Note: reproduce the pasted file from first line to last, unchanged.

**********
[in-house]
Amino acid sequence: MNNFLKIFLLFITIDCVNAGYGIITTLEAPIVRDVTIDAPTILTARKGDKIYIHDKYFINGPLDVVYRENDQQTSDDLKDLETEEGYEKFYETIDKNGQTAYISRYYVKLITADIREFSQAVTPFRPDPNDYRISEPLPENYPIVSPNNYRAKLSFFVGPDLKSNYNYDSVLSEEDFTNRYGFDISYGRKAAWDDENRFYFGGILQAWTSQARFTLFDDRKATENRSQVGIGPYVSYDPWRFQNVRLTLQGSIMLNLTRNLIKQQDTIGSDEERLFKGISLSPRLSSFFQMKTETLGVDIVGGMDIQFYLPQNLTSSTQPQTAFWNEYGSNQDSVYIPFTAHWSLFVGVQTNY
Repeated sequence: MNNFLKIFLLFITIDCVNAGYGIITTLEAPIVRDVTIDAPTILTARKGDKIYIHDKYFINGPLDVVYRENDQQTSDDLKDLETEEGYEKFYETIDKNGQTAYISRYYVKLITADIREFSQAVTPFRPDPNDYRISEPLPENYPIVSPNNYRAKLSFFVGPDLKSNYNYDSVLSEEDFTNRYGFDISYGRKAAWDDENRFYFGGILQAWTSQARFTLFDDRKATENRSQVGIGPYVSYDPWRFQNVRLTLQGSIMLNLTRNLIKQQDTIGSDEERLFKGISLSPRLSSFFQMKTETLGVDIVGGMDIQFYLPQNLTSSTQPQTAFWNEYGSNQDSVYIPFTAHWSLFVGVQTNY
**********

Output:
[in-house]
Amino acid sequence: MNNFLKIFLLFITIDCVNAGYGIITTLEAPIVRDVTIDAPTILTARKGDKIYIHDKYFINGPLDVVYRENDQQTSDDLKDLETEEGYEKFYETIDKNGQTAYISRYYVKLITADIREFSQAVTPFRPDPNDYRISEPLPENYPIVSPNNYRAKLSFFVGPDLKSNYNYDSVLSEEDFTNRYGFDISYGRKAAWDDENRFYFGGILQAWTSQARFTLFDDRKATENRSQVGIGPYVSYDPWRFQNVRLTLQGSIMLNLTRNLIKQQDTIGSDEERLFKGISLSPRLSSFFQMKTETLGVDIVGGMDIQFYLPQNLTSSTQPQTAFWNEYGSNQDSVYIPFTAHWSLFVGVQTNY
Repeated sequence: MNNFLKIFLLFITIDCVNAGYGIITTLEAPIVRDVTIDAPTILTARKGDKIYIHDKYFINGPLDVVYRENDQQTSDDLKDLETEEGYEKFYETIDKNGQTAYISRYYVKLITADIREFSQAVTPFRPDPNDYRISEPLPENYPIVSPNNYRAKLSFFVGPDLKSNYNYDSVLSEEDFTNRYGFDISYGRKAAWDDENRFYFGGILQAWTSQARFTLFDDRKATENRSQVGIGPYVSYDPWRFQNVRLTLQGSIMLNLTRNLIKQQDTIGSDEERLFKGISLSPRLSSFFQMKTETLGVDIVGGMDIQFYLPQNLTSSTQPQTAFWNEYGSNQDSVYIPFTAHWSLFVGVQTNY